The Royal Institute of British Architects (RIBA) have made 90,000 unique images from their visual archive available online. Architecture.com/images (also known as RIBApix) hosts the world's largest collection of 16th century drawings by Palladio, as well as drawings by Sir Christopher Wren, Erno Goldfinger, Augustus Pugin, Denys Lasdun, and Edwin Lutyens. In addition, many original London Underground station designs sit alongside collections of some of the world’s leading photographers, including John Maltby, Edwin Smith, Henk Snoek, John Donat, Dell & Wainwright, Martin Charles and Tony Ray-Jones.
With a week to go until the announcement of the 2015 RIBA Stirling Prize, we're interested to see which project ArchDaily readers would place at the top spot. Six projects are vying for this year's prestigious award, which was won last year by Haworth Tompkins' Everyman Theatre in Liverpool. Following a rigourous system of regional awards (all of which you can see on ArchDaily), the shortlist has been picked from a handful of nationally award-winning projects. The winning scheme will be the one which, in the eyes of the jury, "has made the greatest contribution to British architecture over the past year."
You can see each project in more detail and read the judges' citations here.
The RIBA Future Trends Survey for August 2015 showed signs of slowing after indications of growth for architects during the summer. The RIBA Future Trends Workload Index dropped one point to +21.
London School of Economics (LSE) has launched a call for expressions of interest for its next major building project; the redevelopment of 44 Lincoln's Inn Fields (44LIF), which will be known as the Paul Marshall Building.
Following its redevelopment, the new building on the site of 44LIF will house a number of academic and research departments including the Marshall Institute for Philanthropy and Social Entrepreneurship. Paul Marshall is a major benefactor of the School and the Marshall Institute will make its permanent home in the new building at 44 Lincoln's Inn Fields which will take his name.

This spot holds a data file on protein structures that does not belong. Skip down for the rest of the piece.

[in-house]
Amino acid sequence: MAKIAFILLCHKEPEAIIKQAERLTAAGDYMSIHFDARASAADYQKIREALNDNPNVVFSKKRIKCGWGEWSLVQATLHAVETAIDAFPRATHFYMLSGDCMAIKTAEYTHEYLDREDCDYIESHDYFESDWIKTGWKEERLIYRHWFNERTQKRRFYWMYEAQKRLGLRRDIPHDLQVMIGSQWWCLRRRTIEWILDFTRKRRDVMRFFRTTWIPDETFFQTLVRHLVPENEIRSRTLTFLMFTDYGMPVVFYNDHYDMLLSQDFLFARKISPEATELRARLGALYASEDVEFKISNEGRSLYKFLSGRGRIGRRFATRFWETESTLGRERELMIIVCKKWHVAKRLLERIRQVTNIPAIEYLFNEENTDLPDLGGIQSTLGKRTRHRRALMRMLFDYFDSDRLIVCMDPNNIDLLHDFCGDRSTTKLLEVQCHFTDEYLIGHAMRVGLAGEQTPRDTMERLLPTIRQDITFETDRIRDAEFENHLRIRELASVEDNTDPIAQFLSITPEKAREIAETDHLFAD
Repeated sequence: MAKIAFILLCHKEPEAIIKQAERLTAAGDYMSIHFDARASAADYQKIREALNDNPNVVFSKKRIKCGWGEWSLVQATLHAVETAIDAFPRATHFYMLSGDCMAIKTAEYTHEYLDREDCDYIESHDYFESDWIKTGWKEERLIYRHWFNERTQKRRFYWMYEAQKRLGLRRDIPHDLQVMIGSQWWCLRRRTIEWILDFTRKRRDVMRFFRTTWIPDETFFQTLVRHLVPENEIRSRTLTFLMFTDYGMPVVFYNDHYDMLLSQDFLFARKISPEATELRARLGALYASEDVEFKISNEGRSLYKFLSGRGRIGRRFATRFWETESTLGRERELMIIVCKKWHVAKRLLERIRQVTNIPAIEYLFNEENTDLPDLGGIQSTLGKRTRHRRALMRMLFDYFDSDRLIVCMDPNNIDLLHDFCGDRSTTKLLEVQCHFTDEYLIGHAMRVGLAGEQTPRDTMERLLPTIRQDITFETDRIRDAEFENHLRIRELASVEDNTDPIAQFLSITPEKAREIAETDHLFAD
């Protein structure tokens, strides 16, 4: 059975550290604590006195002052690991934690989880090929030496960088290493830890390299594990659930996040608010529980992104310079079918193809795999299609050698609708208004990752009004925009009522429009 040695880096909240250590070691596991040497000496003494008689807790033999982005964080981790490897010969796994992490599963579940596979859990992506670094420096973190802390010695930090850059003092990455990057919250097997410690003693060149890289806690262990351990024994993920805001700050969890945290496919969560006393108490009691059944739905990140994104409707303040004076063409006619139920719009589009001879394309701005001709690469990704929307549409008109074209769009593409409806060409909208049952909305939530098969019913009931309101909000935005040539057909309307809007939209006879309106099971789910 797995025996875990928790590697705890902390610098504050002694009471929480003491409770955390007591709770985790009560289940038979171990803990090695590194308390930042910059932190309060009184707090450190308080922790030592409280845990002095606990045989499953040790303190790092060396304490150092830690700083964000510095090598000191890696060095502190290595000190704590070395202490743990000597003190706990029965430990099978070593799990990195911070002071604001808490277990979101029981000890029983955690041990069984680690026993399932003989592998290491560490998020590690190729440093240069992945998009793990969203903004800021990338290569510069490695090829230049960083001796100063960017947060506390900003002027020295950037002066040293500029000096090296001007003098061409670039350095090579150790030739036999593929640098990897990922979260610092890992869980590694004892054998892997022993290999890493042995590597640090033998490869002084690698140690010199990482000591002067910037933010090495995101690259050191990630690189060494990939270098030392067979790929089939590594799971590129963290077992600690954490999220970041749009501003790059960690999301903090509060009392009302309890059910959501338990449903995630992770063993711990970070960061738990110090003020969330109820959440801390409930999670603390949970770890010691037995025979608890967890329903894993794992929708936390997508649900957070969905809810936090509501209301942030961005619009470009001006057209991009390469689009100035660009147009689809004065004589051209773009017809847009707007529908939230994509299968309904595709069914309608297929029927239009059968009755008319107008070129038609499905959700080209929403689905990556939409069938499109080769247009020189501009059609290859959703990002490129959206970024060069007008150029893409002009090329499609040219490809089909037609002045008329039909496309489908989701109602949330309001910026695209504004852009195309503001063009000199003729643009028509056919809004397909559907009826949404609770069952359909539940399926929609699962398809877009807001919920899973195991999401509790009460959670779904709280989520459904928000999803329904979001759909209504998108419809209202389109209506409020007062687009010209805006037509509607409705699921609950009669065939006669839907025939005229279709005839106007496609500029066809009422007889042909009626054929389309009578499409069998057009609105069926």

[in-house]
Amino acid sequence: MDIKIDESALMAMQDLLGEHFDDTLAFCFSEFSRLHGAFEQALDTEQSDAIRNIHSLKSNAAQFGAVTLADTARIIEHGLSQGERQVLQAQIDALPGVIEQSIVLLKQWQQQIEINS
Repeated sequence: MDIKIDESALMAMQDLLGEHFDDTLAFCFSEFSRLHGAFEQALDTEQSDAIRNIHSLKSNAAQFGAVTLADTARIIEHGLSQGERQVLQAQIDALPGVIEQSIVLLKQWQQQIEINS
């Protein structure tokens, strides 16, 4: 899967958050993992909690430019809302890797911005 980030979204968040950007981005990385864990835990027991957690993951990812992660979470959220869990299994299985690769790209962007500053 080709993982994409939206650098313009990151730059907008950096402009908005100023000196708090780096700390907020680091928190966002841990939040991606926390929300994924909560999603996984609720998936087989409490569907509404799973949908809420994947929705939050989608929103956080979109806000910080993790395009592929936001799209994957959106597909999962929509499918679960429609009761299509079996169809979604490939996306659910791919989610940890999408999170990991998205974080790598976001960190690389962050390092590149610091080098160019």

The Royal Institute of British Architects (RIBA) have announced fourteen 2016 RIBA Honorary Fellowships (of whom two are in partnership) and eight International Fellowships which will be awarded at an event on the 1st February 2016, alongside the recently announced RIBA Royal Gold Medal. RIBA Honorary Fellowships are awarded annually to people who have made "a particular contribution to architecture in its broadest sense," be it in the fields of architecture, construction, media, education, or the arts.
The Royal Institute of British Architects (RIBA) have revealed that Dame Zaha Hadid will receive the 2016 Royal Gold Medal — the first sole woman to be awarded the UK's highest honour for architects in her own right. Previous female winners (Sheila O’Donnell in 2015, Patty Hopkins in 1994, and Ray Eames in 1979) were each recognised alongside their husbands and practice partners.
Given in recognition of a lifetime’s work, the RIBA Royal Gold Medal is approved personally by Her Majesty The Queen and is awarded to those who have had a significant influence "either directly or indirectly on the advancement of architecture." Other notable Royal Gold Medallists include Frank Gehry (2000), Lord Norman Foster, Baron of Thames Bank (1983), Ludwig Mies van der Rohe (1959), Le Corbusier (1953), and Frank Lloyd Wright (1941). The medallists' names are engraved into the marble wall at the RIBA's headquarters in London.
The 2015 Stephen Lawrence Prize shortlist features:
Building projects are inherently complex: as projects progress, architects are joined by contractors, engineers, and myriad consultants. Architects, according to a recent report by RIBA, are considered the "spiritual leaders" of a building project. Cemented in this perception by a monopoly on design, architects continue to sit precariously atop project hierarchies despite a shifting landscape in building production. This begs the question: how can architects leverage this spiritual responsibility to translate into the best results for clients?
In their latest report Client & Architect: Developing the Essential Relationship, RIBA delves into the nuanced problem of connecting architecture to its owners, emphasizing the importance of a strong, functional and mutually educational relationship. Currently, architects have a tremendous opportunity to learn, improve and capitalize on understanding of clients, regardless of firm size, portfolio and established skills.
Read on to discover RIBA's findings from two years of client analysis
The Royal Institute of British Architect (RIBA)'s Future Trends Survey results for July 2015 present a note of caution for architecture practices with a fall in both workload and staffing forecasts. However, optimism remains as staffing levels are higher than a year ago. Despite June’s record-high forecast, July 2015 saw a downturn in the RIBA Future Trends Workload Index from +44 to +22. Even so, practices reported an overall increase in workload at an annual rate of 8%, and staffing levels 6% higher than in 2014.